Darden Restaurants, the parent company of the Red Lobster, Olive Garden and LongHorn Steakhouse chains, has been with a class-action wage and hour lawsuit. The lawsuit, filed under the Fair Labor Standards Act, claims that Darden has been breaking federal employment laws since at least August 2009 by underpaying around one thousand servers across the country and, as such, owes current and former employees tens of millions of dollars in back pay.
Earlier on this blog, we told Detroit readers about how two unpaid interns who had worked on the set of Natalie Portman's Oscar-winning film "The Black Swan" had sued Fox Searchlight, alleging that their internship program violated wage and hour laws.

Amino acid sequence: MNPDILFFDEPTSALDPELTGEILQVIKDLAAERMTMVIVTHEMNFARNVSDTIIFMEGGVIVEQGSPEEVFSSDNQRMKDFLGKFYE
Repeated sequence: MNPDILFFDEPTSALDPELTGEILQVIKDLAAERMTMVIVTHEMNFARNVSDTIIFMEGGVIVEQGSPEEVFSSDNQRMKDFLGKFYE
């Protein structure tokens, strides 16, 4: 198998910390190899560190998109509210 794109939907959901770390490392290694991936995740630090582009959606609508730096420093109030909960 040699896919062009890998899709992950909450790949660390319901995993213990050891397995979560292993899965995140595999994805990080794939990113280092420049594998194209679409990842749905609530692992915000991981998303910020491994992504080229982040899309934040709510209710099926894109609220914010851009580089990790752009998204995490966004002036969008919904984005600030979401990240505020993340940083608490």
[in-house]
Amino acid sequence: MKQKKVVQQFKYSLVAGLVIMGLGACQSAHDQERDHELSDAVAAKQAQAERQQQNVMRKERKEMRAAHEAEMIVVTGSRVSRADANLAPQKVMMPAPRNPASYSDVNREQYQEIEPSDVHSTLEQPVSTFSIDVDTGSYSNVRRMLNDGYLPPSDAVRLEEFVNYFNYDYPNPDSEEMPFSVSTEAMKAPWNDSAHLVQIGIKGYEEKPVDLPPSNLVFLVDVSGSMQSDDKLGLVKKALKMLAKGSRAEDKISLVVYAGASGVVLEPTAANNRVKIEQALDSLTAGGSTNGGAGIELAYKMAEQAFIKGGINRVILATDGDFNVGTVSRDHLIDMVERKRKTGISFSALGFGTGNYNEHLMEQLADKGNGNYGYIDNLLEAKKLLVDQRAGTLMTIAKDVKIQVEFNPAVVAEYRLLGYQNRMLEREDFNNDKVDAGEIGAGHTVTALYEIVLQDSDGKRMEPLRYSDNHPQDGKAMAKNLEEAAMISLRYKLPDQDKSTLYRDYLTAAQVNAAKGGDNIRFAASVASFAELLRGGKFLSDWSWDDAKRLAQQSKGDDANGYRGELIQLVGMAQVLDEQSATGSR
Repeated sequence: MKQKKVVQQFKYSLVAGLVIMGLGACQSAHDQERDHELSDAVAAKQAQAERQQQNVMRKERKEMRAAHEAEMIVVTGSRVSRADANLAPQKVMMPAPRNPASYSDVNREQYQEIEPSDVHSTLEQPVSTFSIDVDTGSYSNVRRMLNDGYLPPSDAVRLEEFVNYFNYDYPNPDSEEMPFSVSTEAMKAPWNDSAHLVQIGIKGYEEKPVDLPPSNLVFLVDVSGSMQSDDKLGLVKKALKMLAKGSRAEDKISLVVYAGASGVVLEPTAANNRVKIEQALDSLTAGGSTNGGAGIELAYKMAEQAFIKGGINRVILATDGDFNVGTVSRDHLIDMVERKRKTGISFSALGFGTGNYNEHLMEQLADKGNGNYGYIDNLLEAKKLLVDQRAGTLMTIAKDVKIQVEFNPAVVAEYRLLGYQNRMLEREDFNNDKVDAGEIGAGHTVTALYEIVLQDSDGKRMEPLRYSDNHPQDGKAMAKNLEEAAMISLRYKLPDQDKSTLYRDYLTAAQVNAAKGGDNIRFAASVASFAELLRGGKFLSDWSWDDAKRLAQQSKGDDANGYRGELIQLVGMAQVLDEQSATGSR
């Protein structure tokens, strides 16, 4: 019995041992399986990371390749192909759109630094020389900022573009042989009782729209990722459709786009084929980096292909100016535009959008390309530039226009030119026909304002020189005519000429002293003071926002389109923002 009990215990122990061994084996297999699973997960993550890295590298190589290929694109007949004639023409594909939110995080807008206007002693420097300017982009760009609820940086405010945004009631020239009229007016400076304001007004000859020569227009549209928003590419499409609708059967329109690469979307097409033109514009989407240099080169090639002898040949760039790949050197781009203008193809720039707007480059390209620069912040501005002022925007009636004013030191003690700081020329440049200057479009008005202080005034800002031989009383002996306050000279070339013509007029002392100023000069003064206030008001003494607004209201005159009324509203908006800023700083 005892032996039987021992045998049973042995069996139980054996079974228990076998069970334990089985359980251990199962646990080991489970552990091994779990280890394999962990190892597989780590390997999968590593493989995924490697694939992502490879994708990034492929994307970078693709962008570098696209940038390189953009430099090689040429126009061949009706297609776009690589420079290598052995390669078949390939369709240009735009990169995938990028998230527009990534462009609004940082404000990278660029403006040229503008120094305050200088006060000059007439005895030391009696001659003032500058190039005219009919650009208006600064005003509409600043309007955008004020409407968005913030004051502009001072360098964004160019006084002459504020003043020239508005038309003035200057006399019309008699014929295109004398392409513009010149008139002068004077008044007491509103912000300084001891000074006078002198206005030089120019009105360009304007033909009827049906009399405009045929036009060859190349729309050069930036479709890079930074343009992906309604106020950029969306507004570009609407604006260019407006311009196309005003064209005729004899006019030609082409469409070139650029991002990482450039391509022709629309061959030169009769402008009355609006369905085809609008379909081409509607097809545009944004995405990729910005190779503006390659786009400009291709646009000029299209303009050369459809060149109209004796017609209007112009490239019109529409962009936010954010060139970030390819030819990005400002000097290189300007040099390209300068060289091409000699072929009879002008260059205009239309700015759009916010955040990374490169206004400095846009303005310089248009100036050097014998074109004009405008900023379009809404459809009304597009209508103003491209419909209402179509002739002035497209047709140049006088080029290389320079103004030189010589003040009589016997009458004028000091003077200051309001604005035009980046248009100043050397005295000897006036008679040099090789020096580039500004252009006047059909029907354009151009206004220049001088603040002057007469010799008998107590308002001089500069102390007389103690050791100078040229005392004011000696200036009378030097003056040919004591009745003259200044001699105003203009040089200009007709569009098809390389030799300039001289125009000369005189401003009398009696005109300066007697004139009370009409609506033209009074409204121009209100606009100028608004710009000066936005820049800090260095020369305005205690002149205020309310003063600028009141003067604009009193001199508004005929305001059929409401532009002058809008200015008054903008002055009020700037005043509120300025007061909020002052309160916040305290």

If a Detroit worker performs eight hours of work, then he or she deserves to be paid for those eight hours. That's a basic presumption of employment law, and even of our society in general. It's so fair and reasonable that you would think no one could argue against it.
Many people in Michigan work in restaurants, so they know that tips can be a really important source of income for people who work in the hospitality industry. Restaurants typically do not pay servers very much because they know they are taking home gratuities.